loan, for those who are eligible, is usually the best choice out there. They don’t require a down payment or mortgage insurance, and rates are significantly lower than those for conventional loans. But sometimes a VA
loan might not be the best choice even for eligible customers.
Eligible veterans should absolutely check out their VA
loan options first. But if your customer falls into certain categories, it might be best to recommend a different product, according to The Mortgage Reports.
- The borrower has good credit and a 20% down payment. While VA loans don’t require mortgage insurance, borrowers still pay a funding fee, which can add from 1.25% to 3.3% to their loan amount, according to The Mortgage Reports. If your buyer is able to put 20% down, both mortgage insurance and that upfront fee can be avoided.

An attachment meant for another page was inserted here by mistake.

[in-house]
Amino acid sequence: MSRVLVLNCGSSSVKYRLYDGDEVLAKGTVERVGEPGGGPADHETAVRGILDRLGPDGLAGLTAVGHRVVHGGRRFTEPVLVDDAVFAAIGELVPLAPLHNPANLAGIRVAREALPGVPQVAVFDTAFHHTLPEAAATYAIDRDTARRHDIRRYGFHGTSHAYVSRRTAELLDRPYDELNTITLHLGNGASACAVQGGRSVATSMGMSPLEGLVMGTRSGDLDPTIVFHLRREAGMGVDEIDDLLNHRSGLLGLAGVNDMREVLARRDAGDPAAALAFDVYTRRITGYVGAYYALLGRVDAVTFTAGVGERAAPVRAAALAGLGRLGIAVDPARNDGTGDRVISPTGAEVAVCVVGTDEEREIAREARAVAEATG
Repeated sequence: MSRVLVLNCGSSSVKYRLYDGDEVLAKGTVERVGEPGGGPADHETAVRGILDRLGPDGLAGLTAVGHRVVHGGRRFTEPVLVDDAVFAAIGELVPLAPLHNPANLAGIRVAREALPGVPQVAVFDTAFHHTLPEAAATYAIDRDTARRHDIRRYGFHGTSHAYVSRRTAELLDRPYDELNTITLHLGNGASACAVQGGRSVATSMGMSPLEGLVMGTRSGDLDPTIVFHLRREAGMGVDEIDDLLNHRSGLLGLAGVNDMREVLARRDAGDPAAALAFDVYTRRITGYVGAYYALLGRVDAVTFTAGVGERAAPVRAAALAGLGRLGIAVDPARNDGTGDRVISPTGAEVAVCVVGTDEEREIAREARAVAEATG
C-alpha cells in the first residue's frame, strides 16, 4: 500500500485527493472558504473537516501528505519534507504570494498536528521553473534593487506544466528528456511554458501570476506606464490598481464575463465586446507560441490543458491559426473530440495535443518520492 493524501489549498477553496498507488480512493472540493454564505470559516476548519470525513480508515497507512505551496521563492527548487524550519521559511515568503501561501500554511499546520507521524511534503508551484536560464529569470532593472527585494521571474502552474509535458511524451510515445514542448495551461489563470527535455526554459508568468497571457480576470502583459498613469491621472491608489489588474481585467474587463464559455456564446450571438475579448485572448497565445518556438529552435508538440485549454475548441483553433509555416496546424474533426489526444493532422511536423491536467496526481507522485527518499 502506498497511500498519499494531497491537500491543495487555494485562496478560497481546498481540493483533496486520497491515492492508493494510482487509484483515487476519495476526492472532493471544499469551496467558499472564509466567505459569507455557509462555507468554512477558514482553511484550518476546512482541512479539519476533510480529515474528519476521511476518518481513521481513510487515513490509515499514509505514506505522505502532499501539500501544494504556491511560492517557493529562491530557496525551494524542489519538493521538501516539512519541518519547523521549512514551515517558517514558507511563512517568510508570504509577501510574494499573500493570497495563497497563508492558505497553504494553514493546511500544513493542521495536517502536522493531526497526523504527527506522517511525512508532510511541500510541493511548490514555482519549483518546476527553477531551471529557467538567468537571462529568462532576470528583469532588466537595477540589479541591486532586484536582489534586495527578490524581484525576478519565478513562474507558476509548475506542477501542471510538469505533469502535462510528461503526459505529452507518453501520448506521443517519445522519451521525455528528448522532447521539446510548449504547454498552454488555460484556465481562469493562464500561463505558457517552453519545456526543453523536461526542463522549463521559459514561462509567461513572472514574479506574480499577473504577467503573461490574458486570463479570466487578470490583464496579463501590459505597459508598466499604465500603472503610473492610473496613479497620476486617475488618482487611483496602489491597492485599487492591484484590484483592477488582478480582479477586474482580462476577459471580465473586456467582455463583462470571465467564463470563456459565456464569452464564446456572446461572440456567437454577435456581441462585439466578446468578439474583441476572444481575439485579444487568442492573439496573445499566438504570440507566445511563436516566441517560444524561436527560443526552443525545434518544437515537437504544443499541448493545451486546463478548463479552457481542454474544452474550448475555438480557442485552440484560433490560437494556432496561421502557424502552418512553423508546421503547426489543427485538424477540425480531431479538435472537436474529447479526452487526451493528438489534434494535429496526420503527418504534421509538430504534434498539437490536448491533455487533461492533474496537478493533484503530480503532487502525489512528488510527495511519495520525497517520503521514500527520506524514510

- The borrower is on the “CAIVRS” list. The Credit Alert Verification System (CAIVRS) lists consumers who’ve defaulted on government debts. These people aren’t eligible for a VA loan, according to The Mortgage Reports. But people on the CAIVRS list can still apply for a conventional home loan.
- The borrower has a non-veteran co-borrower. Veterans can apply to buy a home with a non-veteran who isn’t their spouse, according to The Mortgage Reports. However, the veteran’s income must cover his or her half of the loan payment. If that’s not the case, a conventional loan might be best.
- Applying with a credit-challenged spouse. The VA must consider the credit rating of both borrowers in community property states. In those states, a spouse with credit problems can make it tougher to get a VA loan.
For more VA
loan tips, check out the original blog post .